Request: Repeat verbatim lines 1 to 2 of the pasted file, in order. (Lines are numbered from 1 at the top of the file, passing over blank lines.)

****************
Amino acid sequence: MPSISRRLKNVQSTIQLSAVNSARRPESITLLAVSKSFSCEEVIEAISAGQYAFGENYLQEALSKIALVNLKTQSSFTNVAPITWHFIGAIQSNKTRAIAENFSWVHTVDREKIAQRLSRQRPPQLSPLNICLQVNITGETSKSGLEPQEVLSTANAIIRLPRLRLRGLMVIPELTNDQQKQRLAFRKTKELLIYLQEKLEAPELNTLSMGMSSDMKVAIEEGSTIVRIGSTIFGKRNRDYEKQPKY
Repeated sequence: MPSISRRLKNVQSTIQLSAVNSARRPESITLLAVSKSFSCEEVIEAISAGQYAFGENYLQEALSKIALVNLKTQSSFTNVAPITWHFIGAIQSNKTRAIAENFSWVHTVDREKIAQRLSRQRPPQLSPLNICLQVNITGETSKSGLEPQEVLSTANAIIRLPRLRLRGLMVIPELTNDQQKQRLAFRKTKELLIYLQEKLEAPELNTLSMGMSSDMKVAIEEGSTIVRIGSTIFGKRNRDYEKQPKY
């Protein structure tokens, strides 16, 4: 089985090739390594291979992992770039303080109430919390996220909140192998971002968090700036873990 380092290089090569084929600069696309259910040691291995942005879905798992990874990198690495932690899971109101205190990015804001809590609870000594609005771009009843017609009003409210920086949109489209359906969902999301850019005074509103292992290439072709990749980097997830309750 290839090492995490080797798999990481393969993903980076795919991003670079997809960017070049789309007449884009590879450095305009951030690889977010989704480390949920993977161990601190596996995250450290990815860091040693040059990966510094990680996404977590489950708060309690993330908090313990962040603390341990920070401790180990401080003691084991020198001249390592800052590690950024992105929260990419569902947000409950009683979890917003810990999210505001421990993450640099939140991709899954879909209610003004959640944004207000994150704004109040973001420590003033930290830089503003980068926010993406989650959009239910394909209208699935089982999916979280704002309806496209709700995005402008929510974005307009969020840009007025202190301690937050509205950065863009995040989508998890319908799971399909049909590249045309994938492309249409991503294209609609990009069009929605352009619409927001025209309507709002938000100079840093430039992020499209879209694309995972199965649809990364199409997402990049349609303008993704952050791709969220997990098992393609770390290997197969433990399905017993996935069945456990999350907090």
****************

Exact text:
Amino acid sequence: MPSISRRLKNVQSTIQLSAVNSARRPESITLLAVSKSFSCEEVIEAISAGQYAFGENYLQEALSKIALVNLKTQSSFTNVAPITWHFIGAIQSNKTRAIAENFSWVHTVDREKIAQRLSRQRPPQLSPLNICLQVNITGETSKSGLEPQEVLSTANAIIRLPRLRLRGLMVIPELTNDQQKQRLAFRKTKELLIYLQEKLEAPELNTLSMGMSSDMKVAIEEGSTIVRIGSTIFGKRNRDYEKQPKY
Repeated sequence: MPSISRRLKNVQSTIQLSAVNSARRPESITLLAVSKSFSCEEVIEAISAGQYAFGENYLQEALSKIALVNLKTQSSFTNVAPITWHFIGAIQSNKTRAIAENFSWVHTVDREKIAQRLSRQRPPQLSPLNICLQVNITGETSKSGLEPQEVLSTANAIIRLPRLRLRGLMVIPELTNDQQKQRLAFRKTKELLIYLQEKLEAPELNTLSMGMSSDMKVAIEEGSTIVRIGSTIFGKRNRDYEKQPKY